1999: The idea for a venue is sketched out on a napkin in a meeting involving Corbin City Manager Bill Ed Cannon, then-mayor Scotty Williamson, Bob Mitchell, District Administrator for U.S. Representative Hal Rogers, and Kentucky State Senator David L. Williams. The venue, meant to stimulate the local economy, was originally conceived as a 2,500 seat adjacent to the Corbin Center for Technology and Community Activities.

2005: Economics Research Associates conducts a feasibility study on the venue, concluding its overall findings were “positive” and that the venue should have 5,000 fixed seats. The report also said the venue would operate at a six-figure deficit through its third year and declining after that as more events were added.

2006: Workers began leveling the top of the hill for The Arena. Also, the General Assembly approves changing Corbin from a third- to a fourth-class city so officials could implement a restaurant tax. The bulk of that restaurant tax, or 75 percent, pays for operation, maintenance and construction of The Arena and 25 percent is given to the city’s tourism commission. Since the restaurant tax began, the city’s percentage has totalled over $2.5 million.

May 2008: It was announced that SMG would manage the new venue.

October 2008: During a special meeting, Corbin commissioners voted to name the new venue the David L. Williams Southeast Kentucky Agriculture and Exposition Center, after Kentucky State Senate leader and Whitley County Republican David Williams. Officials expressed hopes the city would eventually sell naming rights for the venue. The only nay vote came from Commissioner Bruce Farris who said Williams was a key player in getting the venue built but Farris worried whether the current political climate was right for a politician’s name to grace the center.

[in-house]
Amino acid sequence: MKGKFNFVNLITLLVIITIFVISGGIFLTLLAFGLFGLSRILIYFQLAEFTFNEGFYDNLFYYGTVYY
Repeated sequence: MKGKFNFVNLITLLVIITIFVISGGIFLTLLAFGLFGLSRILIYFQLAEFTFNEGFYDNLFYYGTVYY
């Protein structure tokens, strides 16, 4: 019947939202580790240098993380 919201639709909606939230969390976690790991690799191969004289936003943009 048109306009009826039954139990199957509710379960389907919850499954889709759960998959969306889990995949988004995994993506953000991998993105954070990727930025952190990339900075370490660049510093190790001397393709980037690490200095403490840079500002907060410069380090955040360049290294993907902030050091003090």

March 6, 2009: The venue hosts its first event, a Montgomery Gentry concert. To ensure opening night success, Corbin City Manager Bill Ed Cannon used his city credit card to buy 500 tickets.

May 30, 2009: The Arena hosted no events between May 30 and July 22. The Arena’s general manager, Cliff Clinger, told city officials a summer slow-down was normal.

July 2009: The City of Corbin raises its transient, or hotel tax, from three to four percent with the one percent increase slated for The Arena.

December 2009: Forcht Group of Corbin offers to buy a sign for The Arena. The offer falls through after it is learned Forcht Bank couldn’t put a scrolling advertisement on the sign due to city code.

April 2010: Corbin Commissioners approve a low bid of $89,500 for a sign for The Arena. They also approve improvements for the road leading to the venue and its parking lot.

May 2010: It is announced during a commissioners meeting the state will install a traffic signal at the entrance to The Arena.

June 4: The next event scheduled at The Arena is Corbin High School graduation.


In 2008, SMG submitted invoices to the city totaling just under $108,460. In 2009, SMG invoices to the city totaled just under $262,655. Those two year’s of invoices included relocation expenses for Cliff Clinger, general manager for The Arena, totaling $22,720. Invoices for travel, consulting and relocation by other people totaled about $34,450.